Pakistani Prime Minister Imran Khan condemned the killing of Muslims, saying: "Now 200 million Muslims in India are being targeted. The world community must act now."
Trump told reporters Tuesday that he had heard about the violence but had not discussed it with Modi. Instead, Trump gloated about his reception in India.
India has been rocked by violence since Parliament approved the citizenship law in December. Opponents have said the country is moving toward a religious citizenship test, but Trump declined to comment on it.
"I don't want to discuss that. I want to leave that to India and hopefully they're going to make the right decision for the people," he said.
It was the worst religiously motivated violence in New Delhi since 1984, when Prime Minister Indira Gandhi was killed by her Sikh bodyguards, triggering a wave of riots that resulted in the deaths of more than 3,000 Sikhs in the capital and more than 8,000 nationwide.
In 1992, tens of thousands of Hindu extremists razed a 16th-century mosque in northern India, claiming that it stood on the birthplace of the Hindu god Rama. Nearly 2,000 people were killed across the country in the riots that followed.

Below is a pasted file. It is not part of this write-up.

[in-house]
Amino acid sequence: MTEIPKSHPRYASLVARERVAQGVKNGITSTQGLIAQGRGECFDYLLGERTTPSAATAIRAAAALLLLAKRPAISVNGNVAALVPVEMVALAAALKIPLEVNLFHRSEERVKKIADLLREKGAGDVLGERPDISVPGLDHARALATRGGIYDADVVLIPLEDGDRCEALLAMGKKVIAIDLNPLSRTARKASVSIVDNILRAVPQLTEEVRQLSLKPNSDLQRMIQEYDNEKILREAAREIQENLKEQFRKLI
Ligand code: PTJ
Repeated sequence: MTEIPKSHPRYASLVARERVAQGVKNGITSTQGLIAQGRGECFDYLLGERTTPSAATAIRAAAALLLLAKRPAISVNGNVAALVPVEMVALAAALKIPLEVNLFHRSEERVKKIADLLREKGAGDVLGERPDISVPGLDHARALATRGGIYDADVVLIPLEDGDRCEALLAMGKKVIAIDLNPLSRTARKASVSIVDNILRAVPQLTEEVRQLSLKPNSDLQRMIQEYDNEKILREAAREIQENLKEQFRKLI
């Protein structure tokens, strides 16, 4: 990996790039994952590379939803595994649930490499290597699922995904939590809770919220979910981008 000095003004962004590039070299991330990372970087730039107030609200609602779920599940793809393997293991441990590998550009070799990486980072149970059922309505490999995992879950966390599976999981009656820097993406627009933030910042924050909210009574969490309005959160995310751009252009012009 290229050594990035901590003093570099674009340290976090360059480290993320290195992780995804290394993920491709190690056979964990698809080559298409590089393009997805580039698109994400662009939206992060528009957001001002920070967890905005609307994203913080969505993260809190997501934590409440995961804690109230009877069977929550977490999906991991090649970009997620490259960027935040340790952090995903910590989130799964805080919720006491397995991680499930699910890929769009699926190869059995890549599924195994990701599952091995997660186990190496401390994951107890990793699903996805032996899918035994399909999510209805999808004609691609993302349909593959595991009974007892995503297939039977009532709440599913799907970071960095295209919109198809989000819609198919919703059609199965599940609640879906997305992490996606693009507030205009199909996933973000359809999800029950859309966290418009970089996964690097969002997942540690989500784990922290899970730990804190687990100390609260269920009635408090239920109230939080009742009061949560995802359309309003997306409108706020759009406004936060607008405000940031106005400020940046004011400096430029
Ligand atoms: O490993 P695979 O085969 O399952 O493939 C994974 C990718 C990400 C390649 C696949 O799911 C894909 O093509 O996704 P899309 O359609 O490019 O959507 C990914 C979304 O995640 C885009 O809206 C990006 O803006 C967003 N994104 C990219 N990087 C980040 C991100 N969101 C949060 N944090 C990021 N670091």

The religious polarization that followed saw the right-wing Hindu Bharatiya Janata Party emerge as the single largest party in India's Parliament. The Congress party and regional parties courted Muslim votes by portraying themselves as defenders of minority rights.
In 2002, the western Indian state of Gujarat erupted in violence when a train filled with Hindu pilgrims was attacked by a Muslim mob in a small town. A fire erupted -- it remains unclear whether it was arson -- and 60 Hindus burned to death. In retaliation, more than 1,000 people, mostly Muslims, were killed in the state.
Modi was Gujarat's chief minister at the time. He was accused of tacit support for the rampage against Muslims, but a court ultimately cleared him of wrongdoing. Still, for several years the U.S. included him on a travel ban. Hosting Trump in Gujarat was important symbolically for Modi.
Violent large-scale clashes between Hindus and Muslims last took place in New Delhi in 2014, months after Modi's party came to power, in a largely poor neighborhood close to where this week's rioting occurred.
A Muslim-owned shop was set on fire, Hindus pelted a mosque with stones, and dozens of angry Muslim men attacked Hindu homes. About three dozen people were injured.
Associated Press journalists Ashok Sharma and Shonal Ganguly in New Delhi, and Munir Ahmed in Islamabad, Pakistan, contributed to this report.